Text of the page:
samedi, avril 28, 2007

You can't always get...

Taken from a review by Claire Messud of a new biography of Edith Wharton by Hermione Lee (NYT):

"As Lee sums it up, "She is interested in the negotiation between the desires of individuals and the pressures of convention, and she is fascinated by equivocation."
Lee exposes the ways in which Wharton's fictions drew obliquely but powerfully upon her own life and, with unprecedented success, sets their political and feminist significance firmly in context. Given Wharton's own fleeting and doomed romance with Fullerton, there is particular poignancy in Lee's observation that in "The Age of Innocence," Wharton in the end "chose unfulfillment for her lovers. That is what life is like, she tells us. Perhaps we are even meant to feel that there is some value for the soul in not getting what you want."

For those of you who choose to live in that grey half-light of unfulfilled desire, for those of you not daring enough to step outside the bounds of the lines you have drawn...for those of you who continually chose equivocation over risk...finally you have found someone who makes your case for you!

If you are honest about your equivocation, perhaps you find something useful in it...after all, there aren't a lot of saints. Lots of folks decide to stay in a dead-end job or marriage-or nurse the fantasy that what they don't have would be better than what they do. (What I find distressing is the number of people who lie to themselves, and to their colleagues and spouses, indulging in virtual adultery or spiritually checking out on their jobs or kids )

For you honest equivocators-I wonder...

What value do you find in not getting what it is you want?


In case you really wondered...the envelope contained a year book. I'd forgotten that I had written a few words and sent in a picture of our little family.

My first observation? How good most of us looked. I can't decide how much of it is genes and how much of it is good health care. Maybe a couple of us Kirkland women used Botox-if so, good for us.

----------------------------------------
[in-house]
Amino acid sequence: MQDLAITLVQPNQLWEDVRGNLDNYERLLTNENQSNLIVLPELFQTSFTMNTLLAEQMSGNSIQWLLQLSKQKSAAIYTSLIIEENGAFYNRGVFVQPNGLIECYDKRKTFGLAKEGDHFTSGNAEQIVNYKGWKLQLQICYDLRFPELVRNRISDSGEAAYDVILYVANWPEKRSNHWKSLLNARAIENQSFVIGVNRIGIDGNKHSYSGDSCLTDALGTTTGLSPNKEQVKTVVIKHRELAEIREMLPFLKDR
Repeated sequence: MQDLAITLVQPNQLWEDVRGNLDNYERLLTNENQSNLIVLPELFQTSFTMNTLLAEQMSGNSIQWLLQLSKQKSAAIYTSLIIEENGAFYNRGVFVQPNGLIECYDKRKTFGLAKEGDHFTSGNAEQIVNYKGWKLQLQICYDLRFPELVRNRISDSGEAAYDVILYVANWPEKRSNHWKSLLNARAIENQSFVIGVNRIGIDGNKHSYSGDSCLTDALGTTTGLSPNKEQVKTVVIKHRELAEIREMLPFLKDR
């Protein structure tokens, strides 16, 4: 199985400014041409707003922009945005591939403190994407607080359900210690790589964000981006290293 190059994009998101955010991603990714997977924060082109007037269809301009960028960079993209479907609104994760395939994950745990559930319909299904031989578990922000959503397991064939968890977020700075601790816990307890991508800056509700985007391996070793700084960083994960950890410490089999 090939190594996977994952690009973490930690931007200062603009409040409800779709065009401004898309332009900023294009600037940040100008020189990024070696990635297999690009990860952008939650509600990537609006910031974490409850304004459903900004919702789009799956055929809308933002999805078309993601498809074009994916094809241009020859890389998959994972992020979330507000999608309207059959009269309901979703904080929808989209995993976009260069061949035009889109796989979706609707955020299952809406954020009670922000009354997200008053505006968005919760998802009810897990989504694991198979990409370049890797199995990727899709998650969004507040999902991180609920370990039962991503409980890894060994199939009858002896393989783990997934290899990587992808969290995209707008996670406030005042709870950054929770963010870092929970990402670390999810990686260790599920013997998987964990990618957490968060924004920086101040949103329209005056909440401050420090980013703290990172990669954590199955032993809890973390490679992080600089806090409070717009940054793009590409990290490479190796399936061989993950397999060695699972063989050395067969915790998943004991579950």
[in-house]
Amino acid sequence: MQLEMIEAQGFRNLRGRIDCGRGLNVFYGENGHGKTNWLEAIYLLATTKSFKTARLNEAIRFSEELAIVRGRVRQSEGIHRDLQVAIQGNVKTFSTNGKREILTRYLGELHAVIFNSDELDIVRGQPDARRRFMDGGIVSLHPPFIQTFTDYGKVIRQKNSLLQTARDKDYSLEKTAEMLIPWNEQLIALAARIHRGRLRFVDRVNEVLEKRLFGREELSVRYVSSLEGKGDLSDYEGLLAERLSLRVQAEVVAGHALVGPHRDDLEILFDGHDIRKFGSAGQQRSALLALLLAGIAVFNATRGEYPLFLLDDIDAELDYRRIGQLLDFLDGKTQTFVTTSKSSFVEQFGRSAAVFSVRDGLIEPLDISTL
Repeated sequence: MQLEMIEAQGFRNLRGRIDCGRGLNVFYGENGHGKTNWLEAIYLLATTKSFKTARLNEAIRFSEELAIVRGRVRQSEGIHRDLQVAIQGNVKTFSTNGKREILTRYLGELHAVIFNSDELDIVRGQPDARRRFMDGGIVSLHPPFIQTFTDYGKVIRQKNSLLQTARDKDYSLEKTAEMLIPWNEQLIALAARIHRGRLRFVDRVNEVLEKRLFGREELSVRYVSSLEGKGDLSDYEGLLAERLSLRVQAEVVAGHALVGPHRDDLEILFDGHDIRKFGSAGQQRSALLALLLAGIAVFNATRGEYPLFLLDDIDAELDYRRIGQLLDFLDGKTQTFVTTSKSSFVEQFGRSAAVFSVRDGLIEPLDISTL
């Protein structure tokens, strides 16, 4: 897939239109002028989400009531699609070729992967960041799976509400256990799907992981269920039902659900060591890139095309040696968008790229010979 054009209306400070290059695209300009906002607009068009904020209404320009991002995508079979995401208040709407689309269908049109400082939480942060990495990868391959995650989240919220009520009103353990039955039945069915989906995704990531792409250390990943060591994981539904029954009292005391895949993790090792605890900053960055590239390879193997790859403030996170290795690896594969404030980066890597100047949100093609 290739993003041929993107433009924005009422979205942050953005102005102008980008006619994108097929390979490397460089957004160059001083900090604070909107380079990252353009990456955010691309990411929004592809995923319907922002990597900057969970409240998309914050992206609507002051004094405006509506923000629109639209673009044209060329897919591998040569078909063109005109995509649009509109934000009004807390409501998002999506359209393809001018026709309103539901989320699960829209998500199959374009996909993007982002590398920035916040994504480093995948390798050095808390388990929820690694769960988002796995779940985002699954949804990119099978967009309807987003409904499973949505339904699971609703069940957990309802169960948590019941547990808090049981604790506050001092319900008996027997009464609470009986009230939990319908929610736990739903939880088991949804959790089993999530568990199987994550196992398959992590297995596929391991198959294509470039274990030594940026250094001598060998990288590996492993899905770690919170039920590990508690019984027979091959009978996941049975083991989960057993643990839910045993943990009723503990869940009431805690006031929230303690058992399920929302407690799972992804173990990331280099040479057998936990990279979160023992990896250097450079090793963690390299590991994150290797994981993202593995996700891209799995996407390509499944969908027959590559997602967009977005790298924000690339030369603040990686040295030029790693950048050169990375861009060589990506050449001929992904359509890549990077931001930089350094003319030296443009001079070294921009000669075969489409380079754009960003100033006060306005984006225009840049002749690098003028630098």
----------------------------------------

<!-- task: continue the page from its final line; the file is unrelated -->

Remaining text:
Some included old photographs-moving icons of beauty and lines, no skepticism.

My more profound observation? How many of us (the ones who sent in bios and pics) were teachers and interior decorators and social workers, and how relatively few were corporate--no surprises.

And proud I am of being part of this group of grown up women-still moving forward to help make this world a little better. They don't sell SUVS, by and large, the women of
Kirkland. We aren't ingenuous anymore...but we are still hopeful and smart and impudent. In a good way, of course.

vendredi, avril 27, 2007

Ms Management

I woke up this morning with all sorts of resolutions regarding what used to quaintly be called "household management." Sheets that have sat waiting to be folded (does anyone really like this job?) would finally get put in the closet. I have no idea what sorts of trouble the laundry has created while downstairs-I should have sent some spies to the basement to make sure it has practiced abstinence and not created more dirty clothes. The parts of the Inquirer that have calmly and politely piled up in the kitchen, awaiting a reader would not only be read, but recycled.

Then there is my normal work, of course. Polyamorists and the Allentown Museum, and a column on violence and redemption awaited me-I have had to admit that my daughter gets her ad hominem personality from me. Creativity and chaos often battle with order and discipline in this house-and you really don't want to be on the losing side when chaos wins out.

Somehow I got hijacked on the way to the reading and recycling by a fat booklike package from my alma mater, Kirkland College. The school, a product of the idealistic 70's doesn't exist anymore-but there is still a strong sense of shared identity among those of us who attended it.

Having thrown a bunch of newspapers into the recycling pile ( I rationalized that tomorrow I'll have more recent morsels to pile up and forget) I tore open the envelope. When I did, I was sorry that I hadn't done it sooner....